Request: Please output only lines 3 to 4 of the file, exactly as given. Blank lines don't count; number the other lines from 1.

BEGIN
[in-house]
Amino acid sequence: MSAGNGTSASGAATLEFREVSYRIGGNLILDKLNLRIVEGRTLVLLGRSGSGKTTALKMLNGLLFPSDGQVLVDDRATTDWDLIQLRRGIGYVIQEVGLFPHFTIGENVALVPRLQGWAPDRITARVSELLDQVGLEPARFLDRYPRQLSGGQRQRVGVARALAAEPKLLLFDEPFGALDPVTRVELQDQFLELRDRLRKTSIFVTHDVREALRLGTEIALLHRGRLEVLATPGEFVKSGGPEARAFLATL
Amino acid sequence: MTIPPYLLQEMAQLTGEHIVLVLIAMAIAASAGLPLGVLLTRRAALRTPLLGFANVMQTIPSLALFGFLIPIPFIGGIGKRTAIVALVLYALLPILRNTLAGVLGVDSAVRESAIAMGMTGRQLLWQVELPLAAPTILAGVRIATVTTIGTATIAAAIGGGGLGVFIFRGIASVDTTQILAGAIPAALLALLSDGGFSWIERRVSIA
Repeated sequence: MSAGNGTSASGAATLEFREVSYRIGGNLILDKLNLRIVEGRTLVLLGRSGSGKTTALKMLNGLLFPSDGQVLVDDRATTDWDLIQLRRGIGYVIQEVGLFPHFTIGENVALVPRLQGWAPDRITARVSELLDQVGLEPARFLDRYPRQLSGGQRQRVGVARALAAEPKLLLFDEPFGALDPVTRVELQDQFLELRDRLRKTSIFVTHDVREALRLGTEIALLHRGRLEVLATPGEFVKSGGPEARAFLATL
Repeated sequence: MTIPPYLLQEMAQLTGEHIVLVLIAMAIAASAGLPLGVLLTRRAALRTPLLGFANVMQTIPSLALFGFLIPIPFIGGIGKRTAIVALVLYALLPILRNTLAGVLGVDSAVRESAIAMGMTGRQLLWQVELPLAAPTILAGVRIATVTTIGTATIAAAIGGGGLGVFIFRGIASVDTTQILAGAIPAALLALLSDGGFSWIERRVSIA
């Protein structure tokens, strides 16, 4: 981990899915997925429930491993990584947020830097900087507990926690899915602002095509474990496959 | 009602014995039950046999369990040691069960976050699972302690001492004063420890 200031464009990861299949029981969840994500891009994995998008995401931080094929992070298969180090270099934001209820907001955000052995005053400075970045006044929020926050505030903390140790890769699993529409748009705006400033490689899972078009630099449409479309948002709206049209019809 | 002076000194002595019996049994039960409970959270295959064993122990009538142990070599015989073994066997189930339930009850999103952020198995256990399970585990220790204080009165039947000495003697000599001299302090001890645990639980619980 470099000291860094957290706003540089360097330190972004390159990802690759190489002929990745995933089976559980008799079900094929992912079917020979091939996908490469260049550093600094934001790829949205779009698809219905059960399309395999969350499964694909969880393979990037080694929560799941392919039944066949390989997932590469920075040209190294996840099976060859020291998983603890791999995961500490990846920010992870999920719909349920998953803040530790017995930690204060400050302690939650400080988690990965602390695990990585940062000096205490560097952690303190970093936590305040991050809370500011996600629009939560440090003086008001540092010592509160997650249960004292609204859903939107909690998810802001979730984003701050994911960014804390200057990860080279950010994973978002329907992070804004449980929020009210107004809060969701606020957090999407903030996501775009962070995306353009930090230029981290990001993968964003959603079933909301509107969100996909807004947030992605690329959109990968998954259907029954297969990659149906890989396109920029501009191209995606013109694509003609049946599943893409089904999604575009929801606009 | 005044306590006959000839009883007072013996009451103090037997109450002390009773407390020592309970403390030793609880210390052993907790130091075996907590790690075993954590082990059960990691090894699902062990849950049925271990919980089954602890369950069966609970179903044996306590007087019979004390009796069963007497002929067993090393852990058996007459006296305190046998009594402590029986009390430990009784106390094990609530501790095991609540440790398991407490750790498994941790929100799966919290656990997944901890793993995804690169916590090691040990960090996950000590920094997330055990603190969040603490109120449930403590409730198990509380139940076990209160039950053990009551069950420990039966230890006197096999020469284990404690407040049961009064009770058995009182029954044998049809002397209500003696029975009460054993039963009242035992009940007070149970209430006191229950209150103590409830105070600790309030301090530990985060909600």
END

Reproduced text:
Amino acid sequence: MTIPPYLLQEMAQLTGEHIVLVLIAMAIAASAGLPLGVLLTRRAALRTPLLGFANVMQTIPSLALFGFLIPIPFIGGIGKRTAIVALVLYALLPILRNTLAGVLGVDSAVRESAIAMGMTGRQLLWQVELPLAAPTILAGVRIATVTTIGTATIAAAIGGGGLGVFIFRGIASVDTTQILAGAIPAALLALLSDGGFSWIERRVSIA
Repeated sequence: MSAGNGTSASGAATLEFREVSYRIGGNLILDKLNLRIVEGRTLVLLGRSGSGKTTALKMLNGLLFPSDGQVLVDDRATTDWDLIQLRRGIGYVIQEVGLFPHFTIGENVALVPRLQGWAPDRITARVSELLDQVGLEPARFLDRYPRQLSGGQRQRVGVARALAAEPKLLLFDEPFGALDPVTRVELQDQFLELRDRLRKTSIFVTHDVREALRLGTEIALLHRGRLEVLATPGEFVKSGGPEARAFLATL